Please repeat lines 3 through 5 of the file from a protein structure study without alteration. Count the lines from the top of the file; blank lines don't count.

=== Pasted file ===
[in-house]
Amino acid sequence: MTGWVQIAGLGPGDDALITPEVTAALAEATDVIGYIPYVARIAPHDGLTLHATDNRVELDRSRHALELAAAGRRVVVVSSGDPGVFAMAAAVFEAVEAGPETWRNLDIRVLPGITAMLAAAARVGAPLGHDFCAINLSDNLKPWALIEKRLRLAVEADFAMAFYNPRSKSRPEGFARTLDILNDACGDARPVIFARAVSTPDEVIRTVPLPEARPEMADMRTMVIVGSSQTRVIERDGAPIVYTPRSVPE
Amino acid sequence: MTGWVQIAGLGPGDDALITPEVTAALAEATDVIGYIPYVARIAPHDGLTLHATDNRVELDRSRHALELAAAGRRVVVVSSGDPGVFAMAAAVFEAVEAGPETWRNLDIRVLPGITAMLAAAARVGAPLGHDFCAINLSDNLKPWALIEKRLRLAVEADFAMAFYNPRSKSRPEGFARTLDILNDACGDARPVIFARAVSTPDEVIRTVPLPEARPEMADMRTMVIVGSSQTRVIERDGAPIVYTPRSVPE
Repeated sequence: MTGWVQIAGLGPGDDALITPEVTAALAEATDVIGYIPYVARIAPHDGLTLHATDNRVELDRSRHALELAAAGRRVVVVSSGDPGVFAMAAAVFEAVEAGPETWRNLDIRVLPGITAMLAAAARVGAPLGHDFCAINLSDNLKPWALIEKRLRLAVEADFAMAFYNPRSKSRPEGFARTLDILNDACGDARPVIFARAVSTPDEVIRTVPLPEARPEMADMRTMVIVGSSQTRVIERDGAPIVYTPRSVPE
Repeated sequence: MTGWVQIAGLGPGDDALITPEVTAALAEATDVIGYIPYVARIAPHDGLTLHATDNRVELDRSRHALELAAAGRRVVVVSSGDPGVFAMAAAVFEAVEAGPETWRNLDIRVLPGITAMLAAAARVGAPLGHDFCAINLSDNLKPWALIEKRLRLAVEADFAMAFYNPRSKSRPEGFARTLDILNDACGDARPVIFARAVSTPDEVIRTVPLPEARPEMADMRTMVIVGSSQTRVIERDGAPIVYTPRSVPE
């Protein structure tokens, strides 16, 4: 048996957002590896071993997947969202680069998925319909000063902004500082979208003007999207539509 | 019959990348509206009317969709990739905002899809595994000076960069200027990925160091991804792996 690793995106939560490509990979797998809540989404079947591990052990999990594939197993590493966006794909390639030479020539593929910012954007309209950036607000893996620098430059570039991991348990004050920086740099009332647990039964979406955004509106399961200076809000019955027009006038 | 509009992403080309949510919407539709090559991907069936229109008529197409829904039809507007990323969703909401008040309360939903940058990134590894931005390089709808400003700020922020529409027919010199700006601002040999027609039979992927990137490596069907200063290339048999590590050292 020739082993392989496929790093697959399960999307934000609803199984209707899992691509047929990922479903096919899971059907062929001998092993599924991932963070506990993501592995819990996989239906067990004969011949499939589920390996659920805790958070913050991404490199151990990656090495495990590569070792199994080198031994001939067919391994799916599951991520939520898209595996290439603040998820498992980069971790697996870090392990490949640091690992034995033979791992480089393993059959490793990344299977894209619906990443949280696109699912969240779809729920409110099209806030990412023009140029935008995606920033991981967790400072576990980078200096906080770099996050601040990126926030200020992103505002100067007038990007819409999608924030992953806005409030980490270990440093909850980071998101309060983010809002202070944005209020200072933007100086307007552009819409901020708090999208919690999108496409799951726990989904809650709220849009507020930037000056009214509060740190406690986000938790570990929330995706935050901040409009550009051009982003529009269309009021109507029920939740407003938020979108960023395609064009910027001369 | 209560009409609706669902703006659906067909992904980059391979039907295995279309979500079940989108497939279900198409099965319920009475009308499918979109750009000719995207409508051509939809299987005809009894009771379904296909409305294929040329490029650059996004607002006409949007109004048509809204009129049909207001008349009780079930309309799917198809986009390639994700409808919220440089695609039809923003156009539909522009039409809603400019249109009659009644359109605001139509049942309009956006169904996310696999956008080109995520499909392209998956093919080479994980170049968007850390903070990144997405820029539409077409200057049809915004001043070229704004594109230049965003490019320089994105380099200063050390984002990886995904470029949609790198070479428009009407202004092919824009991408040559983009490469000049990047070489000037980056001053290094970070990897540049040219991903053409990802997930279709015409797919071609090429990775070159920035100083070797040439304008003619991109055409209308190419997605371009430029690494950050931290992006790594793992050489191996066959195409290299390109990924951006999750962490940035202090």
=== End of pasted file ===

Amino acid sequence: MTGWVQIAGLGPGDDALITPEVTAALAEATDVIGYIPYVARIAPHDGLTLHATDNRVELDRSRHALELAAAGRRVVVVSSGDPGVFAMAAAVFEAVEAGPETWRNLDIRVLPGITAMLAAAARVGAPLGHDFCAINLSDNLKPWALIEKRLRLAVEADFAMAFYNPRSKSRPEGFARTLDILNDACGDARPVIFARAVSTPDEVIRTVPLPEARPEMADMRTMVIVGSSQTRVIERDGAPIVYTPRSVPE
Repeated sequence: MTGWVQIAGLGPGDDALITPEVTAALAEATDVIGYIPYVARIAPHDGLTLHATDNRVELDRSRHALELAAAGRRVVVVSSGDPGVFAMAAAVFEAVEAGPETWRNLDIRVLPGITAMLAAAARVGAPLGHDFCAINLSDNLKPWALIEKRLRLAVEADFAMAFYNPRSKSRPEGFARTLDILNDACGDARPVIFARAVSTPDEVIRTVPLPEARPEMADMRTMVIVGSSQTRVIERDGAPIVYTPRSVPE
Repeated sequence: MTGWVQIAGLGPGDDALITPEVTAALAEATDVIGYIPYVARIAPHDGLTLHATDNRVELDRSRHALELAAAGRRVVVVSSGDPGVFAMAAAVFEAVEAGPETWRNLDIRVLPGITAMLAAAARVGAPLGHDFCAINLSDNLKPWALIEKRLRLAVEADFAMAFYNPRSKSRPEGFARTLDILNDACGDARPVIFARAVSTPDEVIRTVPLPEARPEMADMRTMVIVGSSQTRVIERDGAPIVYTPRSVPE